Salt Lake City, UT asked in Elder Law and Real Estate Law for Utah

Q: Condo discrimination based on income?

I am a condominium owner and resident at Capitol Heights Condominiums, 480 N. Wall St, A101, 84103.

At a recent owners’ meeting it was revealed that the entire board of the HOA were investors, and that only six of our 18 units were owner-occupied. At our last meeting, the board raised our total HOA monthly fees to $549.85, one of the highest HOA fees in the valley.

I would like your take on what I view as discrimination against owner-occupied condominium units.

For those investors (non-occupiers), the investor can write off his HOA fees and rental loss for tax purposes. As an owner, I have no such benefits. This situation discriminates against owner occupiers (especially on fixed incomes) because they do not get the same benefits as owner-investor. Your thoughts, please?

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1 Lawyer Answer
James L. Arrasmith
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  • Elder Law Lawyer
  • Sacramento, CA

A: I understand your concern about the high HOA fees and the potential unfairness of the situation for owner-occupiers compared to investor-owners. However, I don't believe this would legally be considered discrimination based on income. Here's my analysis:

1. HOA fees are set by the condo association and apply equally to all units, regardless of whether they are owner-occupied or rented out by investor-owners. The fees themselves do not discriminate.

2. The tax benefits available to investors who rent out their units are part of the federal tax code, not something imposed by the HOA. All rental property owners can potentially claim deductions for expenses like HOA fees and depreciation, if the property is generating rental income.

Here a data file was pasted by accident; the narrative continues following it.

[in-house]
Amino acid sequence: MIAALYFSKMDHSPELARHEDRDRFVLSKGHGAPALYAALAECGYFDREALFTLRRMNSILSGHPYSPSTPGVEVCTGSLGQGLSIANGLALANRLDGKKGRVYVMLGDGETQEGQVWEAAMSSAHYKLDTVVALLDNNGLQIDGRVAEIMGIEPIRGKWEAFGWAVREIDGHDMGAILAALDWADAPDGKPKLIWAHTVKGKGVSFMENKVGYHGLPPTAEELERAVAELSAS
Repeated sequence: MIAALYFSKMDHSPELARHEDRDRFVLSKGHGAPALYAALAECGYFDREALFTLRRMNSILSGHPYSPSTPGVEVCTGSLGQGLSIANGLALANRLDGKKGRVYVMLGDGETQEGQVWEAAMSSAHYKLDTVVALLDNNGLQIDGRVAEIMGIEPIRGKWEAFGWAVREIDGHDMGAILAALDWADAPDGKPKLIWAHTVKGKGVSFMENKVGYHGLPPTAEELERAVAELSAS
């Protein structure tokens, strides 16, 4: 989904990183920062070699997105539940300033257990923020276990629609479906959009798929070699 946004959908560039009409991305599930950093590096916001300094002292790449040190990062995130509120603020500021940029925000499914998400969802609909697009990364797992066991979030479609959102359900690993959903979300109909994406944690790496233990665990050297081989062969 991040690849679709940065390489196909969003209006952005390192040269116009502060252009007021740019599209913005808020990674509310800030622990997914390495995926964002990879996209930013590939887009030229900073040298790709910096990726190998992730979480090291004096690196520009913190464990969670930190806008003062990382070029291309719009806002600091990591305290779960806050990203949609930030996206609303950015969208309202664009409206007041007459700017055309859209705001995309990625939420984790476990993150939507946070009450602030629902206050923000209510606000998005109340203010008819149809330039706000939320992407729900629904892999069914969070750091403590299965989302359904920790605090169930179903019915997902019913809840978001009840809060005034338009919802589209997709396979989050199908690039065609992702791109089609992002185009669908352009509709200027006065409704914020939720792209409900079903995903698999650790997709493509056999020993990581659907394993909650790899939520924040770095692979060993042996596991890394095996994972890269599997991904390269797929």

3. Discrimination in housing based on income source is prohibited in some jurisdictions, but this refers to refusing to rent or sell to someone because of where their income comes from (e.g. refusing Section 8 vouchers). It doesn't encompass disparate tax benefits.

4. Owner-occupiers and investor-owners have different financial considerations in general - investors aim to profit from rent and appreciation, while owner-occupiers benefit from housing stability and potential appreciation. The tax code treats these situations differently in many ways, but it doesn't constitute unlawful discrimination.

That said, the high HOA fees and makeup of the board do raise some concerns:

- With the board controlled by investors, they may be incentivized to keep raising fees to fund improvements that increase property values, without enough regard for affordability for owner-occupiers.

- Investor-owners may be less inclined to rein in HOA spending since they can pass on fees to renters and get tax deductions. Owner-occupants bear the full cost.

Some suggestions would be to get more owner-occupiers on the board for greater representation, scrutinize the budget closely and challenge unjustified spending, and rally other owner-occupants to push back against excessive fee hikes. You could also consult with a local attorney well-versed in HOA and condo law about any other options. But legally, I don't think you'd have a valid discrimination claim based solely on the factors you've described. The situation sounds frustrating but probably doesn't violate anti-discrimination laws.

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